As for the abuse well in the momentum sense it is totally wrong to smash up windows etc. I think internet abuse is wrong too but it is also being used as a cover to decry disagreement so I feel it serves liberty better to just be tough. Easy to say for me, I’m not getting elected.

    If we really want diversity in parliament I suggest working to make the nation meritocratic and not the crony state the Tory’s seem to be building. Then we can let those best placed rise to the top and have equality. I don’t want more jess Philips and call that victory

  • David Pocock 20th Sep '16 - 12:07am

    J Dunn I would say it doesn’t matter if a woman takes over a party it is irrelevant the gender. Only thing that matters to be is policy and leadership. If you like ukip you prob are not that into policy hense why you are happy to kill my EU citizenship with no policy for post murder.

    As for the referendum, you are exactly right it was not binding in any way and frankly I like being an EU citizen and so will fight til article 50 to stop it and if it happens I will fight on to get us back in. This isn’t a soviet state, anyone can disagree with the referendum result and fight on. Ya know democracy and all that.

  • Little Jackie Paper 20th Sep '16 - 12:58am

    The article comes across less as a wish for a so-called safe space, rather a pill-box to shoot at selected targets from.

    Whatever your gender you don’t get to choose what gauges the public use to judge you, sad as that might be.

    And, candidly, I’m not all that inclined to take lectures on civility from someone throwing out broadbrush comments like, ‘be-suited yobs hurl[ing] abuse and childish noises at one another.’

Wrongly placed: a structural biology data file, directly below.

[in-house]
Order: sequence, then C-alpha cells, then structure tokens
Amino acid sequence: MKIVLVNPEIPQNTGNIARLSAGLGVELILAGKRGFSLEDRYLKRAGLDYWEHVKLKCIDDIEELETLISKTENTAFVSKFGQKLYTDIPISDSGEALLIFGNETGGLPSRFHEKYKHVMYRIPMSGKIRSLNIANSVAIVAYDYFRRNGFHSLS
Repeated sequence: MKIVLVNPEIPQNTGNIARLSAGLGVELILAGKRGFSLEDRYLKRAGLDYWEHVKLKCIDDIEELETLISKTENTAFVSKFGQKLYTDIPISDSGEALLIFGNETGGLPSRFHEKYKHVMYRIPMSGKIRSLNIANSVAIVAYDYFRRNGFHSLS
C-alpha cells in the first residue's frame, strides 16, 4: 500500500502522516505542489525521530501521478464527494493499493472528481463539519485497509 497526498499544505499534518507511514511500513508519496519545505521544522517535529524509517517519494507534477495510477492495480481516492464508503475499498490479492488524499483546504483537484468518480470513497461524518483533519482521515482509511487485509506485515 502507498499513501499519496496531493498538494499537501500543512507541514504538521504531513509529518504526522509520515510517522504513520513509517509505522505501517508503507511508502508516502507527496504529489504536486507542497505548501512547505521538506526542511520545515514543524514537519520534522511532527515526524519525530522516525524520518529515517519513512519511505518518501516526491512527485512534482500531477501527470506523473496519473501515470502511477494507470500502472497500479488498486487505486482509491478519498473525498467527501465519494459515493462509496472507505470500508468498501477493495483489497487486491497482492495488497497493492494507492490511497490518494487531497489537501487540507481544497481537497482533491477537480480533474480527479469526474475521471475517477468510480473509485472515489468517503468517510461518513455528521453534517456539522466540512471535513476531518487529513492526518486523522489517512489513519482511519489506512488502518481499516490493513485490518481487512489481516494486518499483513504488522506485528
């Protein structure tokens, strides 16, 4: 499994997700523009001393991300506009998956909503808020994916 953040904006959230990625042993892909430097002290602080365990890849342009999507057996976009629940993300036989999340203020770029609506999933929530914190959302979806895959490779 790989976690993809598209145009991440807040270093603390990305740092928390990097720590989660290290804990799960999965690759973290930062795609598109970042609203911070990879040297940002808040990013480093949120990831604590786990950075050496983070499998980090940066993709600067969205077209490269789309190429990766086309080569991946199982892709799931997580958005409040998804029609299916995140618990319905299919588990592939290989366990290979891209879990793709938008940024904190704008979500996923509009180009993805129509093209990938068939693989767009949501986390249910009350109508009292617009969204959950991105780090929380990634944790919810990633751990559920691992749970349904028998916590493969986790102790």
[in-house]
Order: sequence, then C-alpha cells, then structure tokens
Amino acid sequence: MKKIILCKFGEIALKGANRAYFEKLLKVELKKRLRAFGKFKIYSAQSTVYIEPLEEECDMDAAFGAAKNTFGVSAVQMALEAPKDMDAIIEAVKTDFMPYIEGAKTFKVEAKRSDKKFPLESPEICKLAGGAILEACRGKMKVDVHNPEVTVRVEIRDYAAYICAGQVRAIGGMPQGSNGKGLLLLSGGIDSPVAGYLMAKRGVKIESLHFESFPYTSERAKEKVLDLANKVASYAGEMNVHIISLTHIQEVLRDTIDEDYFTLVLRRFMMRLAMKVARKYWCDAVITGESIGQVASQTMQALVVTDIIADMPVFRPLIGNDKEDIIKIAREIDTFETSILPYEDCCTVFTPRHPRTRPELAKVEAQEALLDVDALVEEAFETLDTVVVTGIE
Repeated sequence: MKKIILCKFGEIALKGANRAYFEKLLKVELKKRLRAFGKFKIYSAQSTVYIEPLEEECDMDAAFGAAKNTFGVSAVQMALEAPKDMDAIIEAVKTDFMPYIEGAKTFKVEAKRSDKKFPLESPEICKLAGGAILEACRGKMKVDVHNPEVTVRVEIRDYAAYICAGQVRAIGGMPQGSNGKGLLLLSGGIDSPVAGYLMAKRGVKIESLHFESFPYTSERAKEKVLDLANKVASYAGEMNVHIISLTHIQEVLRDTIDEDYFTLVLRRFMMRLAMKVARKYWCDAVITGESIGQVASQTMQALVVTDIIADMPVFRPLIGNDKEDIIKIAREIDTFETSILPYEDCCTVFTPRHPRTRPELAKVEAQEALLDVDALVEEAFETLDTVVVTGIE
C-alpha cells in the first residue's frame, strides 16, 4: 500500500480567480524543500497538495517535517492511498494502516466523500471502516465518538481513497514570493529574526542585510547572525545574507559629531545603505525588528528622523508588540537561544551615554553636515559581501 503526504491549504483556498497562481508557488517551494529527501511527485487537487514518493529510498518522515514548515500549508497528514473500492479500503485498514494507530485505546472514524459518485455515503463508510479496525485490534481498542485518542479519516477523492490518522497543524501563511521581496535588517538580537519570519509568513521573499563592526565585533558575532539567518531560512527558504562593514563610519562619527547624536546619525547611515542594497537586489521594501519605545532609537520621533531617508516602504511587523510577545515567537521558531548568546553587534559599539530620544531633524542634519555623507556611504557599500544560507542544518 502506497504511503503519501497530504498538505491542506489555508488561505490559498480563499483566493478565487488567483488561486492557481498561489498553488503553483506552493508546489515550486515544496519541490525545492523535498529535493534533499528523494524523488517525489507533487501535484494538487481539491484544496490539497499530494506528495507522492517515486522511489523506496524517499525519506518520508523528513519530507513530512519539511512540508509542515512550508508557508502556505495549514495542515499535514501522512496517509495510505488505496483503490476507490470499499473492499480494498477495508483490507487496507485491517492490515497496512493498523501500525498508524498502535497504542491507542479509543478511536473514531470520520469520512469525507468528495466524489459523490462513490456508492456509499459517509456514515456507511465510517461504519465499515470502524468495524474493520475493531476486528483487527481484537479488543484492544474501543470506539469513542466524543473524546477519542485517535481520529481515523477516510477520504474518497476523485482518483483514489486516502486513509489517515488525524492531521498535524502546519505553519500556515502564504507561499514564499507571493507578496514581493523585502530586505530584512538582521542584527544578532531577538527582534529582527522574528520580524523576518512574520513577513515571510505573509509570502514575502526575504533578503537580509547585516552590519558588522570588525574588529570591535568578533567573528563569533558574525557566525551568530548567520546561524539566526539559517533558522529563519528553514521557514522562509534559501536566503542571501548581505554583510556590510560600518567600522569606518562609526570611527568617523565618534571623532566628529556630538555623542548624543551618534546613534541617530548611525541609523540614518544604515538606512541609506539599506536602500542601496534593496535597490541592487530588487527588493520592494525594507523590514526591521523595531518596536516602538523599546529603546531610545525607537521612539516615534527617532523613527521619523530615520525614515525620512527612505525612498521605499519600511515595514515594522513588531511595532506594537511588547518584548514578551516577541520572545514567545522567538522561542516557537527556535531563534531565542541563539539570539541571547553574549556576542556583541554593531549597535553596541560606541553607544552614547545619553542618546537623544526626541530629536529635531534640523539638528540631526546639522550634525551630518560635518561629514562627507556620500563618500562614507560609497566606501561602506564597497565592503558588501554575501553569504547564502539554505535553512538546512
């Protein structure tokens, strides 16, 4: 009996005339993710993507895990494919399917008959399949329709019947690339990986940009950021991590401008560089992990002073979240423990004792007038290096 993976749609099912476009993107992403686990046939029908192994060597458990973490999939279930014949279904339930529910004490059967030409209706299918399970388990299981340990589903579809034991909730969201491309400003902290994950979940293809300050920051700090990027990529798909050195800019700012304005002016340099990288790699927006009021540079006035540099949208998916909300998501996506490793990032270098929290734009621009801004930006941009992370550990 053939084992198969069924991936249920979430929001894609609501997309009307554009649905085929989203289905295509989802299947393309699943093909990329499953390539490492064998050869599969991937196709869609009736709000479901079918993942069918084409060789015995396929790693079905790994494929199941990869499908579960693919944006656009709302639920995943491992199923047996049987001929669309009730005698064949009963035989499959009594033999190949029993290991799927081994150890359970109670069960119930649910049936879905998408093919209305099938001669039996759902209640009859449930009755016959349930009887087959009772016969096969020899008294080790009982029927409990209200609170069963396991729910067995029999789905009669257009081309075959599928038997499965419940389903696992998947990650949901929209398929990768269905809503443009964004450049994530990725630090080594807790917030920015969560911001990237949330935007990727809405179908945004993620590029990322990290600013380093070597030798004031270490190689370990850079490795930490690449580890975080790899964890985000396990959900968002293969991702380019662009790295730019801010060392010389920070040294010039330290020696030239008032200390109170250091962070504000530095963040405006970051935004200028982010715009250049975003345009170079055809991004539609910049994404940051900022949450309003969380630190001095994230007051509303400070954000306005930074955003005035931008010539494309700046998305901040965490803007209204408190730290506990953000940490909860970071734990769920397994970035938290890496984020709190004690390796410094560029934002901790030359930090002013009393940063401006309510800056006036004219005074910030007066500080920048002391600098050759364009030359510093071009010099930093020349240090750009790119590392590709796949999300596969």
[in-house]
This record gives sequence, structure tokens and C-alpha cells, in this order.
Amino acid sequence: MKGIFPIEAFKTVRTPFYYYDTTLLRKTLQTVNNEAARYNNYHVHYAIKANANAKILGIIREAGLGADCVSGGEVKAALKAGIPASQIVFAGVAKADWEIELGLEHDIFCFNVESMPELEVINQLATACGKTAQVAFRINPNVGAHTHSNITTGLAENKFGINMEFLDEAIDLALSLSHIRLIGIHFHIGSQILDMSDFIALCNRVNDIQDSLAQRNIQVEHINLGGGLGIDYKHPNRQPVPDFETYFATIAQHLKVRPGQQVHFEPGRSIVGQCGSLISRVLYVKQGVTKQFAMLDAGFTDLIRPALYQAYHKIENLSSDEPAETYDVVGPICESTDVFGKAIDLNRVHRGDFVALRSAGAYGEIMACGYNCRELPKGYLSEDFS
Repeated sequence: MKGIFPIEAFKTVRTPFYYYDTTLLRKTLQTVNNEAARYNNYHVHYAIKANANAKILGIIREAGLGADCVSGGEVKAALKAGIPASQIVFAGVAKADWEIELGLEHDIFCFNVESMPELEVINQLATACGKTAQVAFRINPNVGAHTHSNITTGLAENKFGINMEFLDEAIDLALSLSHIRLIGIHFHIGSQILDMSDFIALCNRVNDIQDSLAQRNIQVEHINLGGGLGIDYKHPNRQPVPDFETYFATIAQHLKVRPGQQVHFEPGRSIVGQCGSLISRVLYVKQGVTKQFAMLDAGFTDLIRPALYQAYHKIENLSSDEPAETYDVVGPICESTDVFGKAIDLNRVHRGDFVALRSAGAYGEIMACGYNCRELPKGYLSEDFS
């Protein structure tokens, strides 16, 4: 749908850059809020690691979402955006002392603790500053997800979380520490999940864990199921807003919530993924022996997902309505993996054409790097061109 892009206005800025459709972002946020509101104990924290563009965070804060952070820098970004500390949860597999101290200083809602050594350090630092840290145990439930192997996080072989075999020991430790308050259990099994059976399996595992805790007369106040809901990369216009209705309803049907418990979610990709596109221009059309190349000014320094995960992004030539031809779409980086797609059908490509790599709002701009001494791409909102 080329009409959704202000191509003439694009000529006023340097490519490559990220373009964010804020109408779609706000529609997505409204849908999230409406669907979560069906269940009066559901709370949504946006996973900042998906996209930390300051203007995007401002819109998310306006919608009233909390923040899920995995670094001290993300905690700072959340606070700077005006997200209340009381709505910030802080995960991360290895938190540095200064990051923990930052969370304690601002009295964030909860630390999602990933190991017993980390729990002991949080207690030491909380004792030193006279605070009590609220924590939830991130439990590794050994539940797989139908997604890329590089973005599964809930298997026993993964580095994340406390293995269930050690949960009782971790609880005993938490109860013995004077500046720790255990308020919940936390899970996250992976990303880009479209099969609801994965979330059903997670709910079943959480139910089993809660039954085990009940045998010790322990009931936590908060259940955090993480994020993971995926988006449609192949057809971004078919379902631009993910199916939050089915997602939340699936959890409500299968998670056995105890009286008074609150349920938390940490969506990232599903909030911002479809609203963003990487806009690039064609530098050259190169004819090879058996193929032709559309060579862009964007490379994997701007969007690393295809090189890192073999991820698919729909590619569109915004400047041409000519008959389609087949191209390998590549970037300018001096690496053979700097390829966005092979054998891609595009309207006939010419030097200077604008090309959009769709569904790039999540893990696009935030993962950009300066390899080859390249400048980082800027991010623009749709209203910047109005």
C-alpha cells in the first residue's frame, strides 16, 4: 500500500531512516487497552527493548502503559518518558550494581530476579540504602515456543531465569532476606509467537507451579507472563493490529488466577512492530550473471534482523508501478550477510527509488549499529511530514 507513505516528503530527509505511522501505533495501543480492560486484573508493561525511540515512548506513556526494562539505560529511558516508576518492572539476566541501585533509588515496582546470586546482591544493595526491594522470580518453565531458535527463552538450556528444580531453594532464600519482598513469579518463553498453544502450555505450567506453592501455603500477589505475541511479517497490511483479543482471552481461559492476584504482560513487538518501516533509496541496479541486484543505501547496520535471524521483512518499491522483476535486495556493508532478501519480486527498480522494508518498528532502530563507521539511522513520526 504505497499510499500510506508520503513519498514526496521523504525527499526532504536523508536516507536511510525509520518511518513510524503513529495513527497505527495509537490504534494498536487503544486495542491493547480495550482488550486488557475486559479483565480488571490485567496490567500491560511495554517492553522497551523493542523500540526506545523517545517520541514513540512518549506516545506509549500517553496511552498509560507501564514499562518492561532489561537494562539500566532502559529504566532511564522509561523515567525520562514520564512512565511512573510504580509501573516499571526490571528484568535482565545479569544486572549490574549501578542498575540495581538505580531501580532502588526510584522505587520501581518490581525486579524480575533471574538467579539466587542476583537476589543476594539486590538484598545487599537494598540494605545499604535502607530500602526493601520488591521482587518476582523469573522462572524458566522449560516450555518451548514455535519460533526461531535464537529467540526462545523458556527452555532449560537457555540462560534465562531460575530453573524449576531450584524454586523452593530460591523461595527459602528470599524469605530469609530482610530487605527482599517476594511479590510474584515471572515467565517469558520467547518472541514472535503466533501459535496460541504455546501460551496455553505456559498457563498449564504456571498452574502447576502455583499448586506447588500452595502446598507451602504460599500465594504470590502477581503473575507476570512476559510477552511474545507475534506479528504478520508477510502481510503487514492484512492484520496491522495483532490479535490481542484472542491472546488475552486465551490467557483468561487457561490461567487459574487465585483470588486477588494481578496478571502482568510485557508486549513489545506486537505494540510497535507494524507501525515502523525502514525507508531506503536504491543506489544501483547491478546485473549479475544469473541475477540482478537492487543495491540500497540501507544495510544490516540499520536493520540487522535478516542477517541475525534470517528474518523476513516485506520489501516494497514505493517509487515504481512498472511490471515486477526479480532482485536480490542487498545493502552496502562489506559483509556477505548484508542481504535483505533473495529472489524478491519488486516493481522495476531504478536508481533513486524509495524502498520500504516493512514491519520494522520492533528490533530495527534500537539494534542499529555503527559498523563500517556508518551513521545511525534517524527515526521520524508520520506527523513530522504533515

• Ruth Bright 20th Sep '16 - 7:51am

    Dani Tougher – don’t be too down hearted about the acceptance of women by the electorate. During eight years as an inner-city councillor and five years as a Home Counties’ PPC (with babies either in tow or on the way!) I cannot remember a single nasty sexist comment by a member of the public. Sadly though I would grant you that the internal culture of the (then) three main parties could be dreadful.

    Little Jackie Paper – I don’t know how many times you have been a 5 ft tall female attempting to speak in a council chamber of baying opposition councillors with a range of nicknames for you but Dani’s comments about “be-suited yobs” making “childish noises” seem pretty mild to me!

  • Dani Tougher

    What you consider to be the ‘Boys Club’ of politics, by which I think you mean Westminster, I would give a LibDem example Paddy had no problem being accepted in “boys clubs” environments, was privately educated and then joined the Marines (and SBS) both quite “boys club” type environments. However when he entered Parliament he was never a great performer in the HoC and it never seemed to agree with him.

    Parliament is a very odd and unnatural environment and I would think the vast majority of people in the country (male or female) would find it a bad environment to try and achieve anything.